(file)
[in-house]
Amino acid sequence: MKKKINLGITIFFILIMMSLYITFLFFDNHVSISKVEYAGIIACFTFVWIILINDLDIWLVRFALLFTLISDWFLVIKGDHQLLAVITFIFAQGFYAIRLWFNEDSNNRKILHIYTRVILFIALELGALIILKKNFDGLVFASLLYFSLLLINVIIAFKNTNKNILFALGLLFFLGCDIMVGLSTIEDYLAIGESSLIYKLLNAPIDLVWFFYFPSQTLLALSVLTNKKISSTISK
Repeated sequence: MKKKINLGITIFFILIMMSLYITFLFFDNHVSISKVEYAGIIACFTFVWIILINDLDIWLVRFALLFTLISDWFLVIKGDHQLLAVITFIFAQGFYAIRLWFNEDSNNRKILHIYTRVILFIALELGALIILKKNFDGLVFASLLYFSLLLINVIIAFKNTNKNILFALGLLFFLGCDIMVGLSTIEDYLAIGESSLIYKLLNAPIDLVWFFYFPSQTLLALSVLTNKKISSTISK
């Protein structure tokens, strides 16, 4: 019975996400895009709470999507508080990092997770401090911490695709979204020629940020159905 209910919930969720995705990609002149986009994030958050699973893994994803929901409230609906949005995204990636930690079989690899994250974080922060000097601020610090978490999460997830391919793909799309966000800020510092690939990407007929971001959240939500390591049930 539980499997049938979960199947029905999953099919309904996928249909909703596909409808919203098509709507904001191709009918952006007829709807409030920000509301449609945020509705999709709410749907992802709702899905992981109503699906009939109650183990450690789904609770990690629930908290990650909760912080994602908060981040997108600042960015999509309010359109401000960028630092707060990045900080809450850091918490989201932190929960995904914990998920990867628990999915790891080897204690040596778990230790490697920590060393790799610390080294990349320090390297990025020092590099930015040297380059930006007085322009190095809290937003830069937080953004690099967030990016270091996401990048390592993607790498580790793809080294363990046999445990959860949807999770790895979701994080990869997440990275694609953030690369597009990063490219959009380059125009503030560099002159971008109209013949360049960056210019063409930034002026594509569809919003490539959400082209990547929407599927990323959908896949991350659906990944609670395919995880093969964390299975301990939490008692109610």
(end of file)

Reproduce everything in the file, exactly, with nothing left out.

[in-house]
Amino acid sequence: MKKKINLGITIFFILIMMSLYITFLFFDNHVSISKVEYAGIIACFTFVWIILINDLDIWLVRFALLFTLISDWFLVIKGDHQLLAVITFIFAQGFYAIRLWFNEDSNNRKILHIYTRVILFIALELGALIILKKNFDGLVFASLLYFSLLLINVIIAFKNTNKNILFALGLLFFLGCDIMVGLSTIEDYLAIGESSLIYKLLNAPIDLVWFFYFPSQTLLALSVLTNKKISSTISK
Repeated sequence: MKKKINLGITIFFILIMMSLYITFLFFDNHVSISKVEYAGIIACFTFVWIILINDLDIWLVRFALLFTLISDWFLVIKGDHQLLAVITFIFAQGFYAIRLWFNEDSNNRKILHIYTRVILFIALELGALIILKKNFDGLVFASLLYFSLLLINVIIAFKNTNKNILFALGLLFFLGCDIMVGLSTIEDYLAIGESSLIYKLLNAPIDLVWFFYFPSQTLLALSVLTNKKISSTISK
């Protein structure tokens, strides 16, 4: 019975996400895009709470999507508080990092997770401090911490695709979204020629940020159905 209910919930969720995705990609002149986009994030958050699973893994994803929901409230609906949005995204990636930690079989690899994250974080922060000097601020610090978490999460997830391919793909799309966000800020510092690939990407007929971001959240939500390591049930 539980499997049938979960199947029905999953099919309904996928249909909703596909409808919203098509709507904001191709009918952006007829709807409030920000509301449609945020509705999709709410749907992802709702899905992981109503699906009939109650183990450690789904609770990690629930908290990650909760912080994602908060981040997108600042960015999509309010359109401000960028630092707060990045900080809450850091918490989201932190929960995904914990998920990867628990999915790891080897204690040596778990230790490697920590060393790799610390080294990349320090390297990025020092590099930015040297380059930006007085322009190095809290937003830069937080953004690099967030990016270091996401990048390592993607790498580790793809080294363990046999445990959860949807999770790895979701994080990869997440990275694609953030690369597009990063490219959009380059125009503030560099002159971008109209013949360049960056210019063409930034002026594509569809919003490539959400082209990547929407599927990323959908896949991350659906990944609670395919995880093969964390299975301990939490008692109610």